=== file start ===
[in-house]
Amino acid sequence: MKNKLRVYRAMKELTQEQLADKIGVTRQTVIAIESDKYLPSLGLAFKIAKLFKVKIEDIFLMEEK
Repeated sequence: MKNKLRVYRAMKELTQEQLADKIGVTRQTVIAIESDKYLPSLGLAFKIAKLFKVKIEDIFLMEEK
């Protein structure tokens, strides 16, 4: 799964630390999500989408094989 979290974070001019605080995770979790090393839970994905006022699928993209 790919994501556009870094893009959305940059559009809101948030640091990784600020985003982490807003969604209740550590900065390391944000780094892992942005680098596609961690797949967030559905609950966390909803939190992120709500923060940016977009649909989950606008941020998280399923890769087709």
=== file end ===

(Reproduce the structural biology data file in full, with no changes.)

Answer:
[in-house]
Amino acid sequence: MKNKLRVYRAMKELTQEQLADKIGVTRQTVIAIESDKYLPSLGLAFKIAKLFKVKIEDIFLMEEK
Repeated sequence: MKNKLRVYRAMKELTQEQLADKIGVTRQTVIAIESDKYLPSLGLAFKIAKLFKVKIEDIFLMEEK
């Protein structure tokens, strides 16, 4: 799964630390999500989408094989 979290974070001019605080995770979790090393839970994905006022699928993209 790919994501556009870094893009959305940059559009809101948030640091990784600020985003982490807003969604209740550590900065390391944000780094892992942005680098596609961690797949967030559905609950966390909803939190992120709500923060940016977009649909989950606008941020998280399923890769087709």